Image courtesy of Dr Hassett

Xbox and Wii games help rehab patients recover faster according to a new study

A new study revealed that using games technology led to increased mobility in patients undergoing physical rehabilitation.

February 28, 2020 2:10 PM

A new study into the use of technology in rehabilitation has found that video games and other digital devices when used in conjunction with exercise can increase mobility in patients undergoing physical rehabilitation.

The trial published in the online journal PLOS Medicine, undertaken by the University of Sydney (UTS) at Liverpool Hospital and Bankstown-Lidcombe Hospital in Sydney, and in Adelaide’s Repatriation General Hospital - is the largest of its kind, with 300 participants aged between 18 and 101 years old. 

Dr Leanne Hassett, image: Twitter @msk_health

The lead author of the trial was Dr Leanne Hassett,  Senior Research Fellow at the Institute for Musculoskeletal Health.

The study measured patients ability to do certain tasks when electronic games like on the Nintendo Wii and Xbox Connect were integrated into their care, and a group that did not use the electronic aids.

“Those who received the additional therapy, they improved in their standing, walking and stepping… more than other groups,” she said.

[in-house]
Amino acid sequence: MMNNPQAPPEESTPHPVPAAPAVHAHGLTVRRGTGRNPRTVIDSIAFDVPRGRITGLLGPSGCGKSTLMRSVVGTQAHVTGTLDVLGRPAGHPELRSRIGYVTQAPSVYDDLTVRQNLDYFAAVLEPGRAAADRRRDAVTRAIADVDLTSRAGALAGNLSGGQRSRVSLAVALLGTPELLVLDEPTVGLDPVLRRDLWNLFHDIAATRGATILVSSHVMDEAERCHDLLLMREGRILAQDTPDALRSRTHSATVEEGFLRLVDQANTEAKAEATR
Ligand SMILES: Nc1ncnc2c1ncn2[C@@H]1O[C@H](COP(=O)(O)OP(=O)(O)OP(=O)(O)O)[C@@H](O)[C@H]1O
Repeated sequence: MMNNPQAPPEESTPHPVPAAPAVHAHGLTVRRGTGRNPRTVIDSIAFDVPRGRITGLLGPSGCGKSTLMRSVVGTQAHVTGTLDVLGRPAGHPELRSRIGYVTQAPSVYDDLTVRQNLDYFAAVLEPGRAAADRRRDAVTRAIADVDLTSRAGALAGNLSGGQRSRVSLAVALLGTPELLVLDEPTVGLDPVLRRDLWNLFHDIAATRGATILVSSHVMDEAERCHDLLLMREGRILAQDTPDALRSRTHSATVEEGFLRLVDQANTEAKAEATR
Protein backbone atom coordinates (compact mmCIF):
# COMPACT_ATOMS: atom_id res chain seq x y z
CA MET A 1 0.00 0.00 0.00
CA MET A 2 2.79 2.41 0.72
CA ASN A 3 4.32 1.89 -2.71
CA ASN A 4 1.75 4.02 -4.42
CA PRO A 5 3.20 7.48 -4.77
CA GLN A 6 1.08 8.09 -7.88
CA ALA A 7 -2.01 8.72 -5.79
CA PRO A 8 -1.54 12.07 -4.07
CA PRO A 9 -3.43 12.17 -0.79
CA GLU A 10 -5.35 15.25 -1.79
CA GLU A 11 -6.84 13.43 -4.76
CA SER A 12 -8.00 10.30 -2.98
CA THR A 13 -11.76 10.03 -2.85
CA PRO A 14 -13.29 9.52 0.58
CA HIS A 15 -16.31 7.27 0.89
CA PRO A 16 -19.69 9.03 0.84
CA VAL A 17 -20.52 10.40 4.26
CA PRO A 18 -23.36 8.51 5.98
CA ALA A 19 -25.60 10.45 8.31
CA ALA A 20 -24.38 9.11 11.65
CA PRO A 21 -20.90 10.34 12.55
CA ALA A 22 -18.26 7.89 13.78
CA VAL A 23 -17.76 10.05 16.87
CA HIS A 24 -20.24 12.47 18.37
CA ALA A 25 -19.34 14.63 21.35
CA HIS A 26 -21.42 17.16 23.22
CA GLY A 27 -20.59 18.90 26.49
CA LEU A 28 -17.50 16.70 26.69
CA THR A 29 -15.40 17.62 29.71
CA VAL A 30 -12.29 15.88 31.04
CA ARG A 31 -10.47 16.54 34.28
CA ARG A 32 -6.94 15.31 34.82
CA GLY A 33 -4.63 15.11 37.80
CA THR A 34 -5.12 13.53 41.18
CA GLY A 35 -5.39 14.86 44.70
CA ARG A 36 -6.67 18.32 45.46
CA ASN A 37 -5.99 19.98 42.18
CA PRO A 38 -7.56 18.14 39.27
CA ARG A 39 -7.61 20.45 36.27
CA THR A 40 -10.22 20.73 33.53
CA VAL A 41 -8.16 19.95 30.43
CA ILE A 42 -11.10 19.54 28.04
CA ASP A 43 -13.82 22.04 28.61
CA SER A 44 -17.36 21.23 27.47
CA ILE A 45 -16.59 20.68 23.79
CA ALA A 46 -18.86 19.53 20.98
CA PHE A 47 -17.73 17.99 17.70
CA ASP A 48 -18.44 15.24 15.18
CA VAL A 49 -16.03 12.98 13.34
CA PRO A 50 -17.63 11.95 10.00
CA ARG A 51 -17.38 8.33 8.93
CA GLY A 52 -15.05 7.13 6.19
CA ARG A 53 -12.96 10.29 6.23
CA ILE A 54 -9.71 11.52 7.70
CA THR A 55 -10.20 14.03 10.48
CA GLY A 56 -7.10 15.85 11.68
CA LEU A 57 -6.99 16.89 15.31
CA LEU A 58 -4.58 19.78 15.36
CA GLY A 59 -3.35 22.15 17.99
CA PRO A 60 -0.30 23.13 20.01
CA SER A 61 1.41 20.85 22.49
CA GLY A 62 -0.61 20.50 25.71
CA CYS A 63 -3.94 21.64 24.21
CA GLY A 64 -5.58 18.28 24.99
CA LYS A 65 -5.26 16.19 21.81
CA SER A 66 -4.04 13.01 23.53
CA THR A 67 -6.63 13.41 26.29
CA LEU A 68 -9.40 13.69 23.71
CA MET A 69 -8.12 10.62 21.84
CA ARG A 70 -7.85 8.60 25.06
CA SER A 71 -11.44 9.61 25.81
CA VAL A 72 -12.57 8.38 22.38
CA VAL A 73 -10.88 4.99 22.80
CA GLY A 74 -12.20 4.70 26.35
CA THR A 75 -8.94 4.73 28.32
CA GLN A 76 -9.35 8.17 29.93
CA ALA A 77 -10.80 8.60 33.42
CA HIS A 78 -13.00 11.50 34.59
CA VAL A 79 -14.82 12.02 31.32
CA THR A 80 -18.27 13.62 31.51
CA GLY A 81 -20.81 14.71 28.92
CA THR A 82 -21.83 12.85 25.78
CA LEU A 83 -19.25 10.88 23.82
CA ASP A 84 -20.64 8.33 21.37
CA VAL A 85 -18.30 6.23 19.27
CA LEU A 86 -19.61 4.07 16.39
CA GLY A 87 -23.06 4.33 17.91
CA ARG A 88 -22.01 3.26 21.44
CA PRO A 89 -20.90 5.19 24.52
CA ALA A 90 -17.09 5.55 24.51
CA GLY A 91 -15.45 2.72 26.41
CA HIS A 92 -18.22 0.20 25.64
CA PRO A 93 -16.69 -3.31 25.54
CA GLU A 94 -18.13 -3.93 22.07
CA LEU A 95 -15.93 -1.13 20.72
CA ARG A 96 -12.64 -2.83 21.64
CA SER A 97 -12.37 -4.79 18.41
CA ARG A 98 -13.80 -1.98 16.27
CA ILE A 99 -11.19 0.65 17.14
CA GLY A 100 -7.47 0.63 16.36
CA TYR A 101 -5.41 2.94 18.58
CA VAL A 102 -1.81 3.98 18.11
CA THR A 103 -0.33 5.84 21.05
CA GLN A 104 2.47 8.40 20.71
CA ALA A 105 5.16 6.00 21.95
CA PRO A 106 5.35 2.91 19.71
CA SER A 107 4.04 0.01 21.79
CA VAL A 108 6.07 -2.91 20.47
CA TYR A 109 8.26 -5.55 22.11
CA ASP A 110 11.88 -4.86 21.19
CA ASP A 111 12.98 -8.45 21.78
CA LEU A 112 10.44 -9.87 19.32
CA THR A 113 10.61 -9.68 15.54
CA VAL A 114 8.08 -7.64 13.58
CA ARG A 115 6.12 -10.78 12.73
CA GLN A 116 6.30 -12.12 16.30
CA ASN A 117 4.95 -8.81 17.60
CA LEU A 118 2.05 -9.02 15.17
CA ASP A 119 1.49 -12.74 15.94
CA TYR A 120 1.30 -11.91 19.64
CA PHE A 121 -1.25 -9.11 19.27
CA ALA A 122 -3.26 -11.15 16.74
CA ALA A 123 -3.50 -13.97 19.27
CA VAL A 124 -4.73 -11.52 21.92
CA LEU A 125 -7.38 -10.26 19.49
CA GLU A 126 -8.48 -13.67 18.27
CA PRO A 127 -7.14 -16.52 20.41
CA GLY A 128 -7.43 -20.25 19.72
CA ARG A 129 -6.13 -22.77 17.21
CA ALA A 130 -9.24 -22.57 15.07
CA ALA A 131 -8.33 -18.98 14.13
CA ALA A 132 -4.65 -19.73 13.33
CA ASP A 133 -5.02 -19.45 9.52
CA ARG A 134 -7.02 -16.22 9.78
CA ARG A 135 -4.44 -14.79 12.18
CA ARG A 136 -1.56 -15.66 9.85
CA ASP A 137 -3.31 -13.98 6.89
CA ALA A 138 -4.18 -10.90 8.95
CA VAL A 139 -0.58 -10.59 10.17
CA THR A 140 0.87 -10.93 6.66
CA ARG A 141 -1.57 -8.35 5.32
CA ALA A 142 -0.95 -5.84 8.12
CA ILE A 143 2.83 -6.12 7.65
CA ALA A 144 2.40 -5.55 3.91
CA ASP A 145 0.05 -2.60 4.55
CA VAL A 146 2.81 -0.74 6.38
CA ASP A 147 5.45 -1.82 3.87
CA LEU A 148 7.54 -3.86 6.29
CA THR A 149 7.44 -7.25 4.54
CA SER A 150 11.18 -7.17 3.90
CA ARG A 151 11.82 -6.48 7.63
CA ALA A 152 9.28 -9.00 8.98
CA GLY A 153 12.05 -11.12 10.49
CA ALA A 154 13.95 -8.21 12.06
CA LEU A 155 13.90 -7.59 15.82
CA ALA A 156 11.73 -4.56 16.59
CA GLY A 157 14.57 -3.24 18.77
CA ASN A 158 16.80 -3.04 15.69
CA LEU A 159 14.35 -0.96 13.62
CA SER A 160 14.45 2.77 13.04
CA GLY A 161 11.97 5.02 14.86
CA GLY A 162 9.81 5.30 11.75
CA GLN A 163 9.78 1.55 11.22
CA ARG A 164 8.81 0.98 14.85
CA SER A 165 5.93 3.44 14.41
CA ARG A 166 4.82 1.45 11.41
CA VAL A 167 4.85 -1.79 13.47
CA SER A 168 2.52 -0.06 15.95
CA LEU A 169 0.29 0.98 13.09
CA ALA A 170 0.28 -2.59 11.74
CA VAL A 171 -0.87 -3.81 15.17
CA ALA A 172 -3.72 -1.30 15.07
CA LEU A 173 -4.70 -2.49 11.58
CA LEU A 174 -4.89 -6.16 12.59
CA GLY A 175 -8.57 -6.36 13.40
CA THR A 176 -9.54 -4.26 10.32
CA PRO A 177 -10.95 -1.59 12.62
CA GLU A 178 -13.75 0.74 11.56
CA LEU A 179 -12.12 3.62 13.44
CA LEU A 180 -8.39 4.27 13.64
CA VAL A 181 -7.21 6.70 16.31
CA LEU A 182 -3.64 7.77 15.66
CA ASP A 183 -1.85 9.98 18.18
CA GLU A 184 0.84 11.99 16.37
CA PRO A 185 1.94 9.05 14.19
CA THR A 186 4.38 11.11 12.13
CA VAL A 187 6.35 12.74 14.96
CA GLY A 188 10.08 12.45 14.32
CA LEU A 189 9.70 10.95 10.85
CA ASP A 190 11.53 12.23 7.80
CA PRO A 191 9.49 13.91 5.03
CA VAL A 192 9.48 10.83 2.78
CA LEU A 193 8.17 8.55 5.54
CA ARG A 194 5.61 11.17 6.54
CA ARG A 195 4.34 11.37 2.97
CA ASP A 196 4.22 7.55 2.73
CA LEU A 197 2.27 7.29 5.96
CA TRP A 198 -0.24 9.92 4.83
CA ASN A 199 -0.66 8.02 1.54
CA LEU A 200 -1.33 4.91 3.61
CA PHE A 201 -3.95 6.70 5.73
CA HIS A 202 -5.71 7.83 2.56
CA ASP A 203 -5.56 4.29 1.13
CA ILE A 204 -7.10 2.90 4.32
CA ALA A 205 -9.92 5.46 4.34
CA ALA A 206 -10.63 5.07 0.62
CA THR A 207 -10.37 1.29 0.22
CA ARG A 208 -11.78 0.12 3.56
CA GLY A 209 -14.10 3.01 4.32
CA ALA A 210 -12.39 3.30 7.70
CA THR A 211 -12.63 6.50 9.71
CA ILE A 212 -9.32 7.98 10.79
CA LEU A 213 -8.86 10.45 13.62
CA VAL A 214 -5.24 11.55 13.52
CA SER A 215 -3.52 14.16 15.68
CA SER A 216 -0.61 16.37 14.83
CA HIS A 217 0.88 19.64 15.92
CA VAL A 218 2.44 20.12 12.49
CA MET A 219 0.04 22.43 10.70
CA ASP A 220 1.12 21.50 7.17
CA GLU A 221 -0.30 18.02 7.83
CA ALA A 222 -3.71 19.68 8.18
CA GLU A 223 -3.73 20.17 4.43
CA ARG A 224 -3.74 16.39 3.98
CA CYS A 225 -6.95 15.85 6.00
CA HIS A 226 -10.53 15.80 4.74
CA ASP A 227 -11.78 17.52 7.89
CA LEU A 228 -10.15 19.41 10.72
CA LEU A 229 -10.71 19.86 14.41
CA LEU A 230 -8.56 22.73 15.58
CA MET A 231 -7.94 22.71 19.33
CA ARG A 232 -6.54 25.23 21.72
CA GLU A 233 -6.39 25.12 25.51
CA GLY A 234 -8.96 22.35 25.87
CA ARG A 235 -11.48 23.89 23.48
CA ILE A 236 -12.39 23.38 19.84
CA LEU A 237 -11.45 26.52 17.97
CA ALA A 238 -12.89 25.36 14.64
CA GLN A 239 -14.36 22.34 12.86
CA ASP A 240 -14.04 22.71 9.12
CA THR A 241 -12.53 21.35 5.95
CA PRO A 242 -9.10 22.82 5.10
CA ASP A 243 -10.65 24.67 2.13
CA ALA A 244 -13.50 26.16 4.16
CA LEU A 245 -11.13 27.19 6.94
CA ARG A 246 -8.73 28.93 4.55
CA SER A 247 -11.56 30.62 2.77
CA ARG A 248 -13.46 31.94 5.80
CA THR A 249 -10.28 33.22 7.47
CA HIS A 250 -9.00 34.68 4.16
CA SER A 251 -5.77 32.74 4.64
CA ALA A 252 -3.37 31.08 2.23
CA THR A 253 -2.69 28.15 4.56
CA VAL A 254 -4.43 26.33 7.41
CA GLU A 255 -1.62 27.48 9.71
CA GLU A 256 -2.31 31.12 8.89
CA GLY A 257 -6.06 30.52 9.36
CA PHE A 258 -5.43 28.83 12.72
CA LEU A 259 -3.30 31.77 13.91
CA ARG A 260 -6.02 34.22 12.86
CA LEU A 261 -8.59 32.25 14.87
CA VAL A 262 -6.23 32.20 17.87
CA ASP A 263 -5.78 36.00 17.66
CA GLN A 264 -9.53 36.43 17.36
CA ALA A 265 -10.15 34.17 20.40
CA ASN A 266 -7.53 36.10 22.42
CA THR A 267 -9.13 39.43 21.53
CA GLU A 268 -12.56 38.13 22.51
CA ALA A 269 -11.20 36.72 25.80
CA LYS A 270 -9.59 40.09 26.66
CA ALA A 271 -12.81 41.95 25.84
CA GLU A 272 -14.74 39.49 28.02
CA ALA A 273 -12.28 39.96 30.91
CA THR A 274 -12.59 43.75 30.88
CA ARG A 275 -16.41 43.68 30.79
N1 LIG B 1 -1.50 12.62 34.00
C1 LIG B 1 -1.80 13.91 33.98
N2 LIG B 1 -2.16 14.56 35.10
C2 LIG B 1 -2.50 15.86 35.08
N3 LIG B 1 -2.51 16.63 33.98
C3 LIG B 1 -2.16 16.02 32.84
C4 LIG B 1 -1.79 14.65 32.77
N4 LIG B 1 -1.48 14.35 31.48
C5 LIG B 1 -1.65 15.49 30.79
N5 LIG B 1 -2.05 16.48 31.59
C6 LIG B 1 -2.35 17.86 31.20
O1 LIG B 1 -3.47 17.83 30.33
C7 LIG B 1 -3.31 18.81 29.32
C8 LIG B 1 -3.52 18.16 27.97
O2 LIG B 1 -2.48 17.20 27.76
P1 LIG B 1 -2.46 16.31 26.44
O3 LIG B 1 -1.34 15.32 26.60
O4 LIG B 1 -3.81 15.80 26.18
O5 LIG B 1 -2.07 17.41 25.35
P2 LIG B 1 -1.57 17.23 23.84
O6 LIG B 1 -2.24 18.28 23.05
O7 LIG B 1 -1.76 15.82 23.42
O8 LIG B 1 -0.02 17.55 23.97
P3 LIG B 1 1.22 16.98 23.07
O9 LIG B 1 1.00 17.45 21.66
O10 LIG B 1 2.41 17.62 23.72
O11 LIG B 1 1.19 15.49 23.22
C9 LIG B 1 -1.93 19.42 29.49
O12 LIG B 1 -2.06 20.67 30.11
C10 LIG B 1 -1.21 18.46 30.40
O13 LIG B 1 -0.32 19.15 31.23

Results showed participants exercising with digital devices - in addition to their usual rehabilitation program - could walk and stand easier, and had better balance after as little as three weeks.

“The benefits meant patients were more likely to continue their therapy when and where it suited them, with the assistance of digital healthcare,” Hassett said.

Patients also used devices like iPads, Image courtesy of Dr Hassett

Selecting the devices for the trial was an important part of the study, said Hassett, and a detailed protocol was developed to aid the process.

To aid in their recovery, participants used four different gaming devices. These include the: Nintendo Wii, the Xbox Kinect and two other rehabilitation specific gaming systems such as Dutch ‘physio gaming’ and US developed ‘HUMAC’ which use gaming to encourage small amounts of repetitive movement and gives immediate feedback on patient progress.

“To improve, you have to practice what you need to get better at,” she said.

“[Patients] loved the feedback that it gave them, it really helped to motivate them to do more walking, which was great.”

Hassett said when selecting games that could be used it was  important to find options that gave researchers the ability to progress people through their rehabilitation.

FitBits were used to monitor patient's activity, Image courtesy of Dr Hassett

Hassett said this model of rehabilitation therapy has a lot of potential as a lower cost form of treatment, and said she believed the use of digital devices in rehab will be increasingly important in the future.

“The numbers going into inpatient rehab in Australia is increasing, so we need to look at affordable models of rehab,” she said.

Hassett said the next step will be to see how the process translates to busy, working physiotherapists and said she hoped the success of training the research physios would carry over.

Find out more about Dr Hassett’s study on games in rehabilitation.

Follow Dr Hassett on Twitter.

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